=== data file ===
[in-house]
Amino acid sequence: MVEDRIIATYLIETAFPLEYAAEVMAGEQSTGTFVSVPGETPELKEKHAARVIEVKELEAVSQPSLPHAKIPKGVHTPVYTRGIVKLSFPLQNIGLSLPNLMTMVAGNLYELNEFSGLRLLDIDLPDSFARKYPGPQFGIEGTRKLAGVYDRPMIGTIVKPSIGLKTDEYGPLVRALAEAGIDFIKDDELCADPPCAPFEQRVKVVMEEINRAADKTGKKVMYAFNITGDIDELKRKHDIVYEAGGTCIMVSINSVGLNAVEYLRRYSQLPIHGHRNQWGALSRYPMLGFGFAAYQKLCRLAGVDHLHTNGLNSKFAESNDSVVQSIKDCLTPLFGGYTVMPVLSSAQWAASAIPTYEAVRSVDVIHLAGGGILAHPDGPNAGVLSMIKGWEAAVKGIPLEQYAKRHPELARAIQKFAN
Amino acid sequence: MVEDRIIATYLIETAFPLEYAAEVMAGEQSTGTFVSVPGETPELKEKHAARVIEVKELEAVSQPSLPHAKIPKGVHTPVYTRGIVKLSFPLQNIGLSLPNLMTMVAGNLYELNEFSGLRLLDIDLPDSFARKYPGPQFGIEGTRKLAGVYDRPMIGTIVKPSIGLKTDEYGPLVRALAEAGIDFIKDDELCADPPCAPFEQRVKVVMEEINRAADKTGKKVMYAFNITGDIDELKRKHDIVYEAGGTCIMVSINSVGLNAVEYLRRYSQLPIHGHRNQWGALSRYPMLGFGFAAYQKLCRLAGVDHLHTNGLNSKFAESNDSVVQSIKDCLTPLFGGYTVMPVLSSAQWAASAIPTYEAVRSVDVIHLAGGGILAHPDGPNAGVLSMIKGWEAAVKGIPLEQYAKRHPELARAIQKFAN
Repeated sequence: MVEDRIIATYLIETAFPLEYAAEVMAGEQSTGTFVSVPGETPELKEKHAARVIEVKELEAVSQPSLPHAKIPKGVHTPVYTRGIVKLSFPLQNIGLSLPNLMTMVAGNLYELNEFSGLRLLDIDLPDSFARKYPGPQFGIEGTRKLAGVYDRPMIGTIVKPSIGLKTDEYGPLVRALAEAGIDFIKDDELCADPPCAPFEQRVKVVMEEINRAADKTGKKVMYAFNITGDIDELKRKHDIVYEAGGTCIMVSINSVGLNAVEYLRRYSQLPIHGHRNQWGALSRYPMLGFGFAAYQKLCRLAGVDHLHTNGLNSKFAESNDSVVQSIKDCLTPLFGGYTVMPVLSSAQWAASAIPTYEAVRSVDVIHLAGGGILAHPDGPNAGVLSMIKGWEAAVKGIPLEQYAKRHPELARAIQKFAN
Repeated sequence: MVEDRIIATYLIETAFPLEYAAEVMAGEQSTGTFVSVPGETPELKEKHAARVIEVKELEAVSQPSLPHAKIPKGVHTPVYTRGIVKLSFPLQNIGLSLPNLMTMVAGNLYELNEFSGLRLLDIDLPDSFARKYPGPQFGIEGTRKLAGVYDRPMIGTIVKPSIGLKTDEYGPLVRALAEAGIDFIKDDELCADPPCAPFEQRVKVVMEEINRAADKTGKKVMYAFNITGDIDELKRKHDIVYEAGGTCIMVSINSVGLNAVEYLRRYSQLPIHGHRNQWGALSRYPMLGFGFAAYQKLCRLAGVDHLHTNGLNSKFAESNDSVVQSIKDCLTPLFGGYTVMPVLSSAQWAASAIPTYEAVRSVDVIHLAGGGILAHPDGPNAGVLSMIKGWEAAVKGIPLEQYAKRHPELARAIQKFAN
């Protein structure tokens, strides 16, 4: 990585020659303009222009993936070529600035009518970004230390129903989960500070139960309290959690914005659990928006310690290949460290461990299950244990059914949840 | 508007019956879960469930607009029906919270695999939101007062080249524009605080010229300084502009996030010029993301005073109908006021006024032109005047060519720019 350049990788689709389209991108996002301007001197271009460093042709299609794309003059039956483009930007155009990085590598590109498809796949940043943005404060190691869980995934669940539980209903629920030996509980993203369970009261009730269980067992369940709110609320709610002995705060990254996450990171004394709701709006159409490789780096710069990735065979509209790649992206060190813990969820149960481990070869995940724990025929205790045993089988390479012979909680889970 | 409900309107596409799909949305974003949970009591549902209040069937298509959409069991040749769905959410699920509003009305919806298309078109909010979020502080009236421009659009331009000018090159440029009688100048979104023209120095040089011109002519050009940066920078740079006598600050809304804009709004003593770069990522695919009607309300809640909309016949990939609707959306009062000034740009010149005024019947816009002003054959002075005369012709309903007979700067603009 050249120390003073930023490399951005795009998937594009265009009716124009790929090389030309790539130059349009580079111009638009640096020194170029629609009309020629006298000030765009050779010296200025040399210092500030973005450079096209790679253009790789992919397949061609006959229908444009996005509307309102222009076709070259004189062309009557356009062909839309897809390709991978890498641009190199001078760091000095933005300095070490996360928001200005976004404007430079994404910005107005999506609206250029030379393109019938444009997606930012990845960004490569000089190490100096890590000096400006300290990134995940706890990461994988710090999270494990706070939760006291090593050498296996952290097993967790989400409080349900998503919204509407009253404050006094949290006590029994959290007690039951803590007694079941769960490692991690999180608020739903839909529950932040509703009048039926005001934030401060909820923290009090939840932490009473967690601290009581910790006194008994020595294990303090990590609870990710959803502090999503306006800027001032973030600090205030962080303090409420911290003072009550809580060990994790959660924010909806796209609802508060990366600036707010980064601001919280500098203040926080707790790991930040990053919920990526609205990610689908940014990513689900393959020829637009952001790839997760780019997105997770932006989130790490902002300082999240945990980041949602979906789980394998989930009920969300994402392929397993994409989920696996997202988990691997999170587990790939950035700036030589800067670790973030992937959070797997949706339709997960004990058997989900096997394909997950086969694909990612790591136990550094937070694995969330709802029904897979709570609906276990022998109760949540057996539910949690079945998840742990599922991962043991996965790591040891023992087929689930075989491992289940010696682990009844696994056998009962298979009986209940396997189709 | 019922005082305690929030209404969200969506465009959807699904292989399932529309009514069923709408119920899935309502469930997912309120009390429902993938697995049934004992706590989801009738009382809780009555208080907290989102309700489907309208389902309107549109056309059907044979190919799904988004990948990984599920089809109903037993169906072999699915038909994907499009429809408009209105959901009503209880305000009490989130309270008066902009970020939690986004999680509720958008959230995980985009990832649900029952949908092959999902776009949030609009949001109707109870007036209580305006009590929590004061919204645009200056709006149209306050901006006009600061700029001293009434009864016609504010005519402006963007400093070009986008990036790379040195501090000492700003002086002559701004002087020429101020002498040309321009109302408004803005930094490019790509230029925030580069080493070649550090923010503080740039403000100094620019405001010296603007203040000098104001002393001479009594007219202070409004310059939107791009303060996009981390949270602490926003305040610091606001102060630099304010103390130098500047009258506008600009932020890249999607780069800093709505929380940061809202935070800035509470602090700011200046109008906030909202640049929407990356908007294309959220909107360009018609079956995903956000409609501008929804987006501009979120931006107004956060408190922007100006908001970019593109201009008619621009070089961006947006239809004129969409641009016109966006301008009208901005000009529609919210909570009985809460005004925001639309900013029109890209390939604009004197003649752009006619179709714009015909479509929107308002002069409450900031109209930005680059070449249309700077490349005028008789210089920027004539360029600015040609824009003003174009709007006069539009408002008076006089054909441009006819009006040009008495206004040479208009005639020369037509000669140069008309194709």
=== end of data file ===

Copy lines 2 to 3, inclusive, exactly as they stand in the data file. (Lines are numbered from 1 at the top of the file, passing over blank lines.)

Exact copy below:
Amino acid sequence: MVEDRIIATYLIETAFPLEYAAEVMAGEQSTGTFVSVPGETPELKEKHAARVIEVKELEAVSQPSLPHAKIPKGVHTPVYTRGIVKLSFPLQNIGLSLPNLMTMVAGNLYELNEFSGLRLLDIDLPDSFARKYPGPQFGIEGTRKLAGVYDRPMIGTIVKPSIGLKTDEYGPLVRALAEAGIDFIKDDELCADPPCAPFEQRVKVVMEEINRAADKTGKKVMYAFNITGDIDELKRKHDIVYEAGGTCIMVSINSVGLNAVEYLRRYSQLPIHGHRNQWGALSRYPMLGFGFAAYQKLCRLAGVDHLHTNGLNSKFAESNDSVVQSIKDCLTPLFGGYTVMPVLSSAQWAASAIPTYEAVRSVDVIHLAGGGILAHPDGPNAGVLSMIKGWEAAVKGIPLEQYAKRHPELARAIQKFAN
Amino acid sequence: MVEDRIIATYLIETAFPLEYAAEVMAGEQSTGTFVSVPGETPELKEKHAARVIEVKELEAVSQPSLPHAKIPKGVHTPVYTRGIVKLSFPLQNIGLSLPNLMTMVAGNLYELNEFSGLRLLDIDLPDSFARKYPGPQFGIEGTRKLAGVYDRPMIGTIVKPSIGLKTDEYGPLVRALAEAGIDFIKDDELCADPPCAPFEQRVKVVMEEINRAADKTGKKVMYAFNITGDIDELKRKHDIVYEAGGTCIMVSINSVGLNAVEYLRRYSQLPIHGHRNQWGALSRYPMLGFGFAAYQKLCRLAGVDHLHTNGLNSKFAESNDSVVQSIKDCLTPLFGGYTVMPVLSSAQWAASAIPTYEAVRSVDVIHLAGGGILAHPDGPNAGVLSMIKGWEAAVKGIPLEQYAKRHPELARAIQKFAN